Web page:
Do you know about soba? Soba has a long history in Japan, in particular Nagano prefecture. Soba is a traditional Japanese noodle made from buckwheat. Soba is a delicate noodle due to its subtle sweet flavor and soft texture. Like most Japanese cuisine, the flavors are clean and the base ingredients shine. Because of this, the difference between well made soba and lesser quality soba is distinct. Furthermore, the balance of the noodle with its broth or dipping sauce is critical. A well made noodle may go to waste because the sauce that it is paired with does not match the noodle. Many soba shops in Japan either have a long history of business or rely on the knowledge of several generations of soba making by training under experienced soba chefs.
We hope that you enjoy your soba experience at Oginoya and enjoy the effort and quality of flavor put forth by Chef Jinmura and his staff.
Depending on the soba restaurant you go to, the thickness, color and flavor will vary. In general, there are three distinct styles in which it is served.
This is the most well-known and popular style of eating soba. Zaru in Japanese refers to a bamboo colander. Zarusoba is cooked soba noodles that are quickly cooled with cold water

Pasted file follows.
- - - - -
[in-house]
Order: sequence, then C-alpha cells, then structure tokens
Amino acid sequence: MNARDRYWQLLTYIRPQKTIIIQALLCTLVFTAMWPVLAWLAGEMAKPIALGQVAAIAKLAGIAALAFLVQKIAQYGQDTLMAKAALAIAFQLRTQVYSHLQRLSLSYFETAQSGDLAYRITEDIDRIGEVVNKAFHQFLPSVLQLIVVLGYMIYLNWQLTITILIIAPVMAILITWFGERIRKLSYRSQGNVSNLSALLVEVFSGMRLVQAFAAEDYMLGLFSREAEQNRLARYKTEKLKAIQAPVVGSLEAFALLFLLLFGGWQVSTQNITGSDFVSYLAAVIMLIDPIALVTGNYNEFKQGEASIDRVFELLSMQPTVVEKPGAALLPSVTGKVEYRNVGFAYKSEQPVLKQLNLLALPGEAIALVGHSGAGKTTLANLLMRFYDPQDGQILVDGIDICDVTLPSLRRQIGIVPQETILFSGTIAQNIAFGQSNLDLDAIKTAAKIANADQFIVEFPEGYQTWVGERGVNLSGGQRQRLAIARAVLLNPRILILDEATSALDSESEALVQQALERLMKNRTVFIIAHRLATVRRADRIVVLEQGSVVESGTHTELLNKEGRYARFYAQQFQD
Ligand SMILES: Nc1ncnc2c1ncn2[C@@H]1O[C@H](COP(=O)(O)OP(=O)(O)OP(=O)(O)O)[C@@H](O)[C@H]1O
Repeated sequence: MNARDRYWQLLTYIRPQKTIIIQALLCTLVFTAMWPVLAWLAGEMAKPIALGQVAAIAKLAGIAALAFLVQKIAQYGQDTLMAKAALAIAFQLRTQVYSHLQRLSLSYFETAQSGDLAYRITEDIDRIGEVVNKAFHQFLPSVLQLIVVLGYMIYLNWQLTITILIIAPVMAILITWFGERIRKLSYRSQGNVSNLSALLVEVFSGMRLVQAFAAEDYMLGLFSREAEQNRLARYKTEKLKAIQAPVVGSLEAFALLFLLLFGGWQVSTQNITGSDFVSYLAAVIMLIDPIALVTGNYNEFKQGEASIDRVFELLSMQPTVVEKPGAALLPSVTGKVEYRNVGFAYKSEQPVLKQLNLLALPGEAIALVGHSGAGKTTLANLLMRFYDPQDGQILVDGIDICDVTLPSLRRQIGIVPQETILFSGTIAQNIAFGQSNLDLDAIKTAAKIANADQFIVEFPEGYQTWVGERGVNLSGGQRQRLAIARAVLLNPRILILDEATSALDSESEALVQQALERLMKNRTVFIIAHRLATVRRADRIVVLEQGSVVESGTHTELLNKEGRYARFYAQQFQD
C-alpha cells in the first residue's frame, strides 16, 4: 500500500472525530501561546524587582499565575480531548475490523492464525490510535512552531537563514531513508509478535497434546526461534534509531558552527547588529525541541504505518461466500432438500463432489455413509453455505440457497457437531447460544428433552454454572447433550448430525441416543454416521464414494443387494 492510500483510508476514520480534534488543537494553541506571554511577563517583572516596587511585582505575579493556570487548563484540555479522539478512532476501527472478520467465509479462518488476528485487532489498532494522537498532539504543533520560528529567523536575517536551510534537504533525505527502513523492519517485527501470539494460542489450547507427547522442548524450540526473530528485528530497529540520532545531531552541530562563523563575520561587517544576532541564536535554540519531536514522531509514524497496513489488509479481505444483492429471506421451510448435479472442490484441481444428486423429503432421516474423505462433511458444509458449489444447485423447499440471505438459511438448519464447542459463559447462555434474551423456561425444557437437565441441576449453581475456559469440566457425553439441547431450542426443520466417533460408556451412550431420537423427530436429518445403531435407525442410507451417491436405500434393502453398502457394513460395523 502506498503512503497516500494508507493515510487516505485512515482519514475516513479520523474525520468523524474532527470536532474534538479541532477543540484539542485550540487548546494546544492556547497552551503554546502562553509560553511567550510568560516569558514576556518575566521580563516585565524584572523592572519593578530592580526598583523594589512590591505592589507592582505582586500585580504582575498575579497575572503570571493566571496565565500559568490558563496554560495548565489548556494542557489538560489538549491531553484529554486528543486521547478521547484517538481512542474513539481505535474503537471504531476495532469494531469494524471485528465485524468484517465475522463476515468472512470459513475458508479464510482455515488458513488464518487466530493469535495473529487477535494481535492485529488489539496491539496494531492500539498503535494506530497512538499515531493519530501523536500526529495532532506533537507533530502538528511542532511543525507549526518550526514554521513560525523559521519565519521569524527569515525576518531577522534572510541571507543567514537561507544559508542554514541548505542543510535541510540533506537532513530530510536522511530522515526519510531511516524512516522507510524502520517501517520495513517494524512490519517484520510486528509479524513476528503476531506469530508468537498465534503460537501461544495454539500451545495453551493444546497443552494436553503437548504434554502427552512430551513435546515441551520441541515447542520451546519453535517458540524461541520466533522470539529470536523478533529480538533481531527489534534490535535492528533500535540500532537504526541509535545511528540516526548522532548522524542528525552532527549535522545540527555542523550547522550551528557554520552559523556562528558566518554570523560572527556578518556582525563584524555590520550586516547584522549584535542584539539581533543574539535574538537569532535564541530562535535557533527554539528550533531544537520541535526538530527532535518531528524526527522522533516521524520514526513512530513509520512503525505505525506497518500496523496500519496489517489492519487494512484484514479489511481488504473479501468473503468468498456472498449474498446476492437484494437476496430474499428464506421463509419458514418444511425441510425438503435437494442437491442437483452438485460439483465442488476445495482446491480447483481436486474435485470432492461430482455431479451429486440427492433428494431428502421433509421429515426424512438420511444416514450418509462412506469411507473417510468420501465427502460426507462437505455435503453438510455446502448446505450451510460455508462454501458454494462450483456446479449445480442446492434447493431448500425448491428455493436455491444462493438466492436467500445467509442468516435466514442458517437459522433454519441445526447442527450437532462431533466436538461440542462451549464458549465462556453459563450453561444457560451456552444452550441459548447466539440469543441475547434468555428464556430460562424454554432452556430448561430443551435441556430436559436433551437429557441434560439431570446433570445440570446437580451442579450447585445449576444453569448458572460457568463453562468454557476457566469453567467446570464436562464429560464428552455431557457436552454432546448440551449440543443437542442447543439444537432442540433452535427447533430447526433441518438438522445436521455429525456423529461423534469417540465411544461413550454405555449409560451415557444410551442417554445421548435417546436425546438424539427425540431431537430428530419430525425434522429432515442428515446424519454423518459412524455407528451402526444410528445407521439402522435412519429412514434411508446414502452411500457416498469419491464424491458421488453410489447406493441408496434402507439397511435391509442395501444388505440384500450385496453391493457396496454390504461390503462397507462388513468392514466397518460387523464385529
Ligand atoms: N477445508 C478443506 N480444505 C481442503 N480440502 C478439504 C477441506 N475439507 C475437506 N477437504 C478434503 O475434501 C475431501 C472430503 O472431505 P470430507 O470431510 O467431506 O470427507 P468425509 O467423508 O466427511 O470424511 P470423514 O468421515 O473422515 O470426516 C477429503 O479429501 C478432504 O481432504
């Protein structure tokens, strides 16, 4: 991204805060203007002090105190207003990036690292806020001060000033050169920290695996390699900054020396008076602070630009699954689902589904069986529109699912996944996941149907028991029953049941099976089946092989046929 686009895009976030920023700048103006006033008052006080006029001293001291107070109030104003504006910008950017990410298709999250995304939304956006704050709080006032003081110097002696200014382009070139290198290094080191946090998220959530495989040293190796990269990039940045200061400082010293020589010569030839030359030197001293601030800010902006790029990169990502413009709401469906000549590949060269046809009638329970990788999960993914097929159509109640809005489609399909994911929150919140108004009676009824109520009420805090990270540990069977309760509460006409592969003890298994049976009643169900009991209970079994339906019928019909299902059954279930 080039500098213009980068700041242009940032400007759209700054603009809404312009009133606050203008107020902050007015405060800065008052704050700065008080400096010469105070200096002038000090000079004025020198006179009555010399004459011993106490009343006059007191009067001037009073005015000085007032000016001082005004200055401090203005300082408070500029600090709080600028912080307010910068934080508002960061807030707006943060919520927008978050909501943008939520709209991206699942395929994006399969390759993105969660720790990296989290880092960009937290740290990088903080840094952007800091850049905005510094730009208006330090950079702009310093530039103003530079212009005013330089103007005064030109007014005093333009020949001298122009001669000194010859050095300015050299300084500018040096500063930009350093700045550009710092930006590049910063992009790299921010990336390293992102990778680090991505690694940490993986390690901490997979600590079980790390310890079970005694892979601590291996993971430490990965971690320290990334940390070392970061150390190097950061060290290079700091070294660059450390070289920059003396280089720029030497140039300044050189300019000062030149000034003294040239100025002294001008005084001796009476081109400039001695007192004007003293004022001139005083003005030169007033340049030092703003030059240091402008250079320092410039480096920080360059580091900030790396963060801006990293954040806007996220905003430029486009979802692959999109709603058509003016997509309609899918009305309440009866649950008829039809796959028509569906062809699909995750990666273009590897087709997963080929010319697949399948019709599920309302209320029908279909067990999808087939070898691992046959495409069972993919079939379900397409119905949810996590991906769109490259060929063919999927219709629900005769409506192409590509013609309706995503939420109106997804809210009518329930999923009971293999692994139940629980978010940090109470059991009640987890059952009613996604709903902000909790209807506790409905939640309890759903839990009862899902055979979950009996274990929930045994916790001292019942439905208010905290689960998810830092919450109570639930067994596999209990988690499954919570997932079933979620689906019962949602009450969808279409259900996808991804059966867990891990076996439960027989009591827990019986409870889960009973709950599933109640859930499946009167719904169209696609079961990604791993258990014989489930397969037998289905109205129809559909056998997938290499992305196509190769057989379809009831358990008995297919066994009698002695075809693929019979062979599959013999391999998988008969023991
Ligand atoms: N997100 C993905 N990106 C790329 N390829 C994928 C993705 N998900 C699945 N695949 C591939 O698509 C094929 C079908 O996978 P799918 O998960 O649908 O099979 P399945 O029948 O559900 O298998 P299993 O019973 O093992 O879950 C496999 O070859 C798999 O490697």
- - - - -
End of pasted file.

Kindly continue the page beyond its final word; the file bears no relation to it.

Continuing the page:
then served on a bamboo colander where the excess drains. These noodles are served with a cold dipping sauce made from soy sauce and flavored primarily with dried bonito shavings. Wasabi and
green onion are paired with this sauce as condiments.
Another variation of zarusoba is seiro. Seiro is zarusoba served with a hearty soup or broth where the cold noodles can be dipped in and eaten with the broth.
While zarusoba is the cold variation of eating soba, kakesoba is the hot. Kake in Japanese means to pour something over or on top of, so kakesoba is when cooked soba noodles are covered with dashi, a hearty seafood stock. Dashi is primarily made from shaved bonito tuna and kelp. Some popular toppings for kakesoba are duck meat and tempura.
Toji means to throw or something into in Japanese so tojisoba is a style of eating soba where cold noodles are heated in a hot broth. Similar to shabu shabu, the customer gets to heat their noodles and enjoy an interactive dining experience. Served with a burner to heat the broth and strainer for the noodles.